Some of us who are more philosophical have taken Socrates' words to heart, "The unexamined life is not worth living." Many of us might say, "I would love to live an examined life but who has the time?!" Often we don't take the time, until we hit bottom and Life forces it on us and then we have to choose between live or die? Hitting bottom, experiencing an existential crisis often leads us to examine our lives whether we wanted to in the past or not. As we realize that we can't continue to go on in the way we have been going, we know that we have to get our lives on a better track, and we start to imagine what that better track might be. At this point, many people "get religion". We start looking for others who can help us find the way, and in this search we join with them in what, I think, Guengerich is calling, "the experience of worship."

I asked an acquaintance of mine one time, "Why should I go to church?" and she replied, "Because someone there might need you." Good answer if you are co-dependent or of a mind to be of service because you have something to give which will make you feel good in the giving, but maybe, I am the one in need and I need them. Worship is where we help each other understand how to get from here to there in Life. As the Beatles sang, "I'll get by with a little help from my friends."

When Rev. Guengerich asks the rhetorical question, "What is the human predicament that only religion can resolve?" I answer, "To support my spiritual quest for happiness and to create the Good Life for myself and others." This is an internal not an external journey. This is about removing the obstacles and blocks to the awareness of Love's presence in myself and others. Religion is about helping each other not get to heaven but to find heaven within ourselves and amongst us. The next question, of course, is how? As Rev. Guengerich suggests, it is not about what I believe as much as how I live. It is not just about intellectual understanding, it is about experience.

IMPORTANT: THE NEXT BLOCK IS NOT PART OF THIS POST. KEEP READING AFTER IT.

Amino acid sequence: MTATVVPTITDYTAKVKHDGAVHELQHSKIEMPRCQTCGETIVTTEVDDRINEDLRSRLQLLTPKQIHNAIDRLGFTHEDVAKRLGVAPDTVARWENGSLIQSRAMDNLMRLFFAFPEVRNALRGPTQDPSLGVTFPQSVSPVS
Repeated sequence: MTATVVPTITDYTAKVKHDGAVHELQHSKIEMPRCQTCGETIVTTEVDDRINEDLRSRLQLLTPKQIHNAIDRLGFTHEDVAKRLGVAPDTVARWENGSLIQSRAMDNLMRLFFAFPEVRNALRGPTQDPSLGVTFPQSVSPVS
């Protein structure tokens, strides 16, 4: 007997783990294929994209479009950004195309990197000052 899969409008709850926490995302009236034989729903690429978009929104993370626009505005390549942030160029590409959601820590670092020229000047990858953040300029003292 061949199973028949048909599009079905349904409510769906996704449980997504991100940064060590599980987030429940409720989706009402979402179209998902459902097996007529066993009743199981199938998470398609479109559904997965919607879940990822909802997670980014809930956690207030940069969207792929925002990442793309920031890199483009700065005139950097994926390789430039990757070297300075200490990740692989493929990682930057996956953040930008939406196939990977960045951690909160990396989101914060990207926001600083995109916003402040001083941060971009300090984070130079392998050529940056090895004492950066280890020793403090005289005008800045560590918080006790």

Thursday, June 5, 2014

What don't you do that you should be doing?

Rev. Galen Guegerich writes in his book, God Revised, in chapter 6, "Keeping the faith"; "Faith requires a leap of moral imagination to connect the world as it is to the world as it might become." p. 121

This idea might raise a question such as "What don't you do that you should be doing?"

What are you going to keep doing that sustains your faith, or what new thing could you do that would be an act of faith in your life based on your belief that what really matters to me and others in my life is _____________. Leave your intention in the comments to go public with your own intention and perhaps to inspire others. Thank you.

Tuesday, June 3, 2014

Does religion require a belief in a supernatural God?

Galen Guengerich writes in his book, God Revised, "Simply put, this book reconciles religion with the modern world." p. 16

Rev. Guengerich points out that in this secular age we have a lot of choices when it comes to choosing a religion or none. We no longer rely on the "faith of our fathers and mothers" as a religious and spiritual path for our future. Our understanding of the world has changed and very rapidly.

Many people still believe that God is supernatural able to command the forces of nature and is like Santa Claus dispensing gifts to good little boys and girls and withholding gifts, if not punishing them, when they are naughty. I call this the "vending machine" view of God. We insert our credits, our good deeds, and expect a reward in return. When we don't get what we paid for we feel cheated and blame the machine for malfunctioning or even worse deliberately betraying us.